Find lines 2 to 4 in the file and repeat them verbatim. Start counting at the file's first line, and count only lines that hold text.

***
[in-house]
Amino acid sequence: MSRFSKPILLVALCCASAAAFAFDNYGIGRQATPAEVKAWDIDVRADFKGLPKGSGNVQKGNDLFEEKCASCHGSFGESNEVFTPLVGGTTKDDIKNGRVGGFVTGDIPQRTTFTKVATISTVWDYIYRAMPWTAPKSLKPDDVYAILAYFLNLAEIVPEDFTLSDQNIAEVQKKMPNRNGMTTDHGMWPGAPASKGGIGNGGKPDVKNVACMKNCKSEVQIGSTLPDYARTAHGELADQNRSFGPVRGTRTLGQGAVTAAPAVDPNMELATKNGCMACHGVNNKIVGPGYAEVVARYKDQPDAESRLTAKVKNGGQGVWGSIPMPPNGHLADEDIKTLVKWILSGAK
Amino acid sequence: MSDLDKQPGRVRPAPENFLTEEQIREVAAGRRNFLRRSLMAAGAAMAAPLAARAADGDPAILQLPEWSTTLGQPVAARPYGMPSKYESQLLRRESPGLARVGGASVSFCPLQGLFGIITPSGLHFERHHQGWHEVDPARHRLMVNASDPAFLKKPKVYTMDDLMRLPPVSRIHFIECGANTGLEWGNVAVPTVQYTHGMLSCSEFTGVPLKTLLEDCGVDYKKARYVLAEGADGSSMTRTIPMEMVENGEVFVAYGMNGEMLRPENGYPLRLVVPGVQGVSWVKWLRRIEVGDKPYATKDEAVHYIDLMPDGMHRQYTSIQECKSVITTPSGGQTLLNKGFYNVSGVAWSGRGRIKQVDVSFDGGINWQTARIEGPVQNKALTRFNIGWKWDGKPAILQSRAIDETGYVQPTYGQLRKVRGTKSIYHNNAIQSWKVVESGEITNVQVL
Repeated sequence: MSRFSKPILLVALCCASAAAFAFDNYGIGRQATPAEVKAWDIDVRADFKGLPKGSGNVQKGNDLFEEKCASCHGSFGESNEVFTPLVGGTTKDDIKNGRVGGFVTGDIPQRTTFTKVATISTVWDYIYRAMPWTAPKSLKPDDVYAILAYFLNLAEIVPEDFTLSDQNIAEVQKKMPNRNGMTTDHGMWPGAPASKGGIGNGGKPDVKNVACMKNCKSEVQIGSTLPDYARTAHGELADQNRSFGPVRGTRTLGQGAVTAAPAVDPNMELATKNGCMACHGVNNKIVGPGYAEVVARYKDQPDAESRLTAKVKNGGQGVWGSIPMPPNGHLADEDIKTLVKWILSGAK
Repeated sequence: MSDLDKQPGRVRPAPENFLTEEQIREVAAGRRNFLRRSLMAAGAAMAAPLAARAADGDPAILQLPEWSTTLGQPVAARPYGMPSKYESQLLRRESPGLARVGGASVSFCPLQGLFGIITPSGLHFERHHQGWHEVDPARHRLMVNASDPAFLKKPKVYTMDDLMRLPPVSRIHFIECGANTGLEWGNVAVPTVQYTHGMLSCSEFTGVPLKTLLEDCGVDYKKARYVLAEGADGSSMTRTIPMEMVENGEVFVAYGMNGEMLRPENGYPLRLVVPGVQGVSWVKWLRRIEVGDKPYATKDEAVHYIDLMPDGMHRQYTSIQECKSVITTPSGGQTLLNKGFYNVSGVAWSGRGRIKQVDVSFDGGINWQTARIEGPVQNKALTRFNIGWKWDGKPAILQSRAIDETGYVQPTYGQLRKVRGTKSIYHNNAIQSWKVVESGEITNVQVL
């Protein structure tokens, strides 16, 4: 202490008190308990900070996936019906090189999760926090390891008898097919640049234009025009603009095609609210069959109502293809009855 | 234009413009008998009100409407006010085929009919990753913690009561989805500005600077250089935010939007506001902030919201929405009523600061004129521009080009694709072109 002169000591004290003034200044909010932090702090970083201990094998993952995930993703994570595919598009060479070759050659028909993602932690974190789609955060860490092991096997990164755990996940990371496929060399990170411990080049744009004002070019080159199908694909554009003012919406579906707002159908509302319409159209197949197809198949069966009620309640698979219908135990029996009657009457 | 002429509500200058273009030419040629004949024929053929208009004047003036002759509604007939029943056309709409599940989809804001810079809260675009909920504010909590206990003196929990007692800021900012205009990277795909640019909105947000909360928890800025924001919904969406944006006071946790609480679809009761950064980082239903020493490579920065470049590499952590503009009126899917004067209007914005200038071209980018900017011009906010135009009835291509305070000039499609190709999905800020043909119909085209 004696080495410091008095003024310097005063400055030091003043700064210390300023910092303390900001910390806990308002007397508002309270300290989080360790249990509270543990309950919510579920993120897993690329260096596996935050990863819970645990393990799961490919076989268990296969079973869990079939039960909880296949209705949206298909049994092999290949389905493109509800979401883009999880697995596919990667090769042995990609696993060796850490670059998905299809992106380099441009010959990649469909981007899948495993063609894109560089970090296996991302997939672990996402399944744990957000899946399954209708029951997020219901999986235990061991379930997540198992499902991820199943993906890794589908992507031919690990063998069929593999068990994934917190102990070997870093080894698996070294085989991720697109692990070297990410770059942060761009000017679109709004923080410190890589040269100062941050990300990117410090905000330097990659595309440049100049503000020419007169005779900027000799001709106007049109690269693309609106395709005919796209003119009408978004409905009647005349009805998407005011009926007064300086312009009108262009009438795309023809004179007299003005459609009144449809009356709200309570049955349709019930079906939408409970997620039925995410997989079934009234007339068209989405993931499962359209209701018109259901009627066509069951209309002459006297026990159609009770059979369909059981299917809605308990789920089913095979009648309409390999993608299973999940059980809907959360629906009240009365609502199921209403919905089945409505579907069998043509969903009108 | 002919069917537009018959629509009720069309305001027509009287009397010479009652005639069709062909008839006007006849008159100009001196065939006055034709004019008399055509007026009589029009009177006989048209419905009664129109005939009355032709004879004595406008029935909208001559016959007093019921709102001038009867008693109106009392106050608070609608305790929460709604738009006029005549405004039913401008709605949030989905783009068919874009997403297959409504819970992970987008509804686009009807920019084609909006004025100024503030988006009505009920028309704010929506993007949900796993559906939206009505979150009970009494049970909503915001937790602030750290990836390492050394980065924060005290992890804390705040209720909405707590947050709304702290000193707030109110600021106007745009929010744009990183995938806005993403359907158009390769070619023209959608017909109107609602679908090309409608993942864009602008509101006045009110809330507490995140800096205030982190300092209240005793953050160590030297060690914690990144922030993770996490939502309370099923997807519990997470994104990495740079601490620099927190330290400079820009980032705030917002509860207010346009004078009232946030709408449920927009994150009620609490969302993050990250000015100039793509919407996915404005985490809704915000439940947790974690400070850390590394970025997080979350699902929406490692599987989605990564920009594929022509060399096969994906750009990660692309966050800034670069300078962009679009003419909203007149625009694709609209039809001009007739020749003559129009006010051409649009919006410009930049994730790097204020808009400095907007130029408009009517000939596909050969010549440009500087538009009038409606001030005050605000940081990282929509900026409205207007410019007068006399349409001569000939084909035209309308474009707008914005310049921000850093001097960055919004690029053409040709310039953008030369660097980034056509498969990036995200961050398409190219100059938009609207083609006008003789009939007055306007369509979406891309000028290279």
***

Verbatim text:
Amino acid sequence: MSRFSKPILLVALCCASAAAFAFDNYGIGRQATPAEVKAWDIDVRADFKGLPKGSGNVQKGNDLFEEKCASCHGSFGESNEVFTPLVGGTTKDDIKNGRVGGFVTGDIPQRTTFTKVATISTVWDYIYRAMPWTAPKSLKPDDVYAILAYFLNLAEIVPEDFTLSDQNIAEVQKKMPNRNGMTTDHGMWPGAPASKGGIGNGGKPDVKNVACMKNCKSEVQIGSTLPDYARTAHGELADQNRSFGPVRGTRTLGQGAVTAAPAVDPNMELATKNGCMACHGVNNKIVGPGYAEVVARYKDQPDAESRLTAKVKNGGQGVWGSIPMPPNGHLADEDIKTLVKWILSGAK
Amino acid sequence: MSDLDKQPGRVRPAPENFLTEEQIREVAAGRRNFLRRSLMAAGAAMAAPLAARAADGDPAILQLPEWSTTLGQPVAARPYGMPSKYESQLLRRESPGLARVGGASVSFCPLQGLFGIITPSGLHFERHHQGWHEVDPARHRLMVNASDPAFLKKPKVYTMDDLMRLPPVSRIHFIECGANTGLEWGNVAVPTVQYTHGMLSCSEFTGVPLKTLLEDCGVDYKKARYVLAEGADGSSMTRTIPMEMVENGEVFVAYGMNGEMLRPENGYPLRLVVPGVQGVSWVKWLRRIEVGDKPYATKDEAVHYIDLMPDGMHRQYTSIQECKSVITTPSGGQTLLNKGFYNVSGVAWSGRGRIKQVDVSFDGGINWQTARIEGPVQNKALTRFNIGWKWDGKPAILQSRAIDETGYVQPTYGQLRKVRGTKSIYHNNAIQSWKVVESGEITNVQVL
Repeated sequence: MSRFSKPILLVALCCASAAAFAFDNYGIGRQATPAEVKAWDIDVRADFKGLPKGSGNVQKGNDLFEEKCASCHGSFGESNEVFTPLVGGTTKDDIKNGRVGGFVTGDIPQRTTFTKVATISTVWDYIYRAMPWTAPKSLKPDDVYAILAYFLNLAEIVPEDFTLSDQNIAEVQKKMPNRNGMTTDHGMWPGAPASKGGIGNGGKPDVKNVACMKNCKSEVQIGSTLPDYARTAHGELADQNRSFGPVRGTRTLGQGAVTAAPAVDPNMELATKNGCMACHGVNNKIVGPGYAEVVARYKDQPDAESRLTAKVKNGGQGVWGSIPMPPNGHLADEDIKTLVKWILSGAK